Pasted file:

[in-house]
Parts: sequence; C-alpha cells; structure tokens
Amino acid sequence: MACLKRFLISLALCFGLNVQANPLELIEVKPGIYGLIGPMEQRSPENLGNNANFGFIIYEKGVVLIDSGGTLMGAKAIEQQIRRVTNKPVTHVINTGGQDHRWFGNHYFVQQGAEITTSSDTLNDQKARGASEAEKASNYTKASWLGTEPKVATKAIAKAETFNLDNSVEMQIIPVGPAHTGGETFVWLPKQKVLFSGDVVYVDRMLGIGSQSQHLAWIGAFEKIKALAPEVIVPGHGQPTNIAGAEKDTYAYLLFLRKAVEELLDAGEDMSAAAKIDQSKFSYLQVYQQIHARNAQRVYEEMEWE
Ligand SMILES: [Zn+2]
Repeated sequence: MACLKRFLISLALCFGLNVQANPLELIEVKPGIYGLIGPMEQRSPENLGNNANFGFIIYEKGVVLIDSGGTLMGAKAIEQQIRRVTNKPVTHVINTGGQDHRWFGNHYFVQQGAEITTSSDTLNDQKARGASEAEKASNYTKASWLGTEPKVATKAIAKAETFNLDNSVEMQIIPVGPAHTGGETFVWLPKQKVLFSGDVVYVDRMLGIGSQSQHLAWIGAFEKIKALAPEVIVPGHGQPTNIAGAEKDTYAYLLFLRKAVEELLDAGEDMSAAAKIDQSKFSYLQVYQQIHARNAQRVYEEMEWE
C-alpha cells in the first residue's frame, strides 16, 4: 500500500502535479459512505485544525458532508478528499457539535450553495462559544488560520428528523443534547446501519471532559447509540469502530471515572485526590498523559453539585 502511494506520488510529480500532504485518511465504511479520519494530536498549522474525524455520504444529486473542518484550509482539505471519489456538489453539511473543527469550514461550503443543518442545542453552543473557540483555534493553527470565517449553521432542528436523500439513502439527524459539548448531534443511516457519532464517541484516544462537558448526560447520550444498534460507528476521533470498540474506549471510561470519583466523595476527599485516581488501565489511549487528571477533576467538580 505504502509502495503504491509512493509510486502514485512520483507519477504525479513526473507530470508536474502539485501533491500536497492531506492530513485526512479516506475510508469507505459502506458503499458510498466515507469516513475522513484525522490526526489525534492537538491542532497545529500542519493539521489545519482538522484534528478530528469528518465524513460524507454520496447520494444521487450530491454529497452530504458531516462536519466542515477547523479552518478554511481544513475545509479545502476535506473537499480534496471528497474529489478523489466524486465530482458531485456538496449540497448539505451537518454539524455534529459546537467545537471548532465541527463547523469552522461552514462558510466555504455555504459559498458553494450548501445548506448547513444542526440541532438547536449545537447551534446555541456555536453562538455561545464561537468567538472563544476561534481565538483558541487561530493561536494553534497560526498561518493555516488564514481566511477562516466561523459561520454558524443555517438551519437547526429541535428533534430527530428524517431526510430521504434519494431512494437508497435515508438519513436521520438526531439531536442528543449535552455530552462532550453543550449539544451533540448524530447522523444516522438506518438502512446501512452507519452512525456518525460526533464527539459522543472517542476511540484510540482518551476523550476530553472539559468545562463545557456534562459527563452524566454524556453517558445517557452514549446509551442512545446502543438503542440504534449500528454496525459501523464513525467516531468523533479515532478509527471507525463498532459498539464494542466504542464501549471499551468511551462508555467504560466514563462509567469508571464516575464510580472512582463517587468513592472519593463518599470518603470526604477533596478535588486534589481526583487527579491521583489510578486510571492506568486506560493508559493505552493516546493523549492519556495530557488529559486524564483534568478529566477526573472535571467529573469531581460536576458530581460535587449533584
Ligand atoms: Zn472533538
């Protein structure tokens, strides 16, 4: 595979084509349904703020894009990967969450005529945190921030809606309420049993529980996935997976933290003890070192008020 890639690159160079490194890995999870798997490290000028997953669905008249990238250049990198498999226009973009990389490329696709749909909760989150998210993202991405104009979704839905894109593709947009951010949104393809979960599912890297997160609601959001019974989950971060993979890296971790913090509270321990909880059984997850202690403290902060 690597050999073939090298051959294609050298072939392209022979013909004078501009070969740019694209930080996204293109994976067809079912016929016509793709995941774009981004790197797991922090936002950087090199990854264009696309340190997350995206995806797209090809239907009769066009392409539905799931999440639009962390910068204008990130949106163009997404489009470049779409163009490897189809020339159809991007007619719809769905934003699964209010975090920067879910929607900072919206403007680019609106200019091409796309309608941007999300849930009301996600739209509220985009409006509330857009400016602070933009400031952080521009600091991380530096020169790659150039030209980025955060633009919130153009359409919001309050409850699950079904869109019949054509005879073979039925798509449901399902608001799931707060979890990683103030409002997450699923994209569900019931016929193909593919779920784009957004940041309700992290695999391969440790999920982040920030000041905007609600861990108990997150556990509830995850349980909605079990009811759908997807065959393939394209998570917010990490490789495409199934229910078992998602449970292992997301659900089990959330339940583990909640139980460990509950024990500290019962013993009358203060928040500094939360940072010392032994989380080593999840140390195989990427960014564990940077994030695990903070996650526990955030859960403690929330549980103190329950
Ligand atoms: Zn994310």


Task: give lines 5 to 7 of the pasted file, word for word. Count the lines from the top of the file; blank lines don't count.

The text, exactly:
Repeated sequence: MACLKRFLISLALCFGLNVQANPLELIEVKPGIYGLIGPMEQRSPENLGNNANFGFIIYEKGVVLIDSGGTLMGAKAIEQQIRRVTNKPVTHVINTGGQDHRWFGNHYFVQQGAEITTSSDTLNDQKARGASEAEKASNYTKASWLGTEPKVATKAIAKAETFNLDNSVEMQIIPVGPAHTGGETFVWLPKQKVLFSGDVVYVDRMLGIGSQSQHLAWIGAFEKIKALAPEVIVPGHGQPTNIAGAEKDTYAYLLFLRKAVEELLDAGEDMSAAAKIDQSKFSYLQVYQQIHARNAQRVYEEMEWE
C-alpha cells in the first residue's frame, strides 16, 4: 500500500502535479459512505485544525458532508478528499457539535450553495462559544488560520428528523443534547446501519471532559447509540469502530471515572485526590498523559453539585 502511494506520488510529480500532504485518511465504511479520519494530536498549522474525524455520504444529486473542518484550509482539505471519489456538489453539511473543527469550514461550503443543518442545542453552543473557540483555534493553527470565517449553521432542528436523500439513502439527524459539548448531534443511516457519532464517541484516544462537558448526560447520550444498534460507528476521533470498540474506549471510561470519583466523595476527599485516581488501565489511549487528571477533576467538580 505504502509502495503504491509512493509510486502514485512520483507519477504525479513526473507530470508536474502539485501533491500536497492531506492530513485526512479516506475510508469507505459502506458503499458510498466515507469516513475522513484525522490526526489525534492537538491542532497545529500542519493539521489545519482538522484534528478530528469528518465524513460524507454520496447520494444521487450530491454529497452530504458531516462536519466542515477547523479552518478554511481544513475545509479545502476535506473537499480534496471528497474529489478523489466524486465530482458531485456538496449540497448539505451537518454539524455534529459546537467545537471548532465541527463547523469552522461552514462558510466555504455555504459559498458553494450548501445548506448547513444542526440541532438547536449545537447551534446555541456555536453562538455561545464561537468567538472563544476561534481565538483558541487561530493561536494553534497560526498561518493555516488564514481566511477562516466561523459561520454558524443555517438551519437547526429541535428533534430527530428524517431526510430521504434519494431512494437508497435515508438519513436521520438526531439531536442528543449535552455530552462532550453543550449539544451533540448524530447522523444516522438506518438502512446501512452507519452512525456518525460526533464527539459522543472517542476511540484510540482518551476523550476530553472539559468545562463545557456534562459527563452524566454524556453517558445517557452514549446509551442512545446502543438503542440504534449500528454496525459501523464513525467516531468523533479515532478509527471507525463498532459498539464494542466504542464501549471499551468511551462508555467504560466514563462509567469508571464516575464510580472512582463517587468513592472519593463518599470518603470526604477533596478535588486534589481526583487527579491521583489510578486510571492506568486506560493508559493505552493516546493523549492519556495530557488529559486524564483534568478529566477526573472535571467529573469531581460536576458530581460535587449533584
Ligand atoms: Zn472533538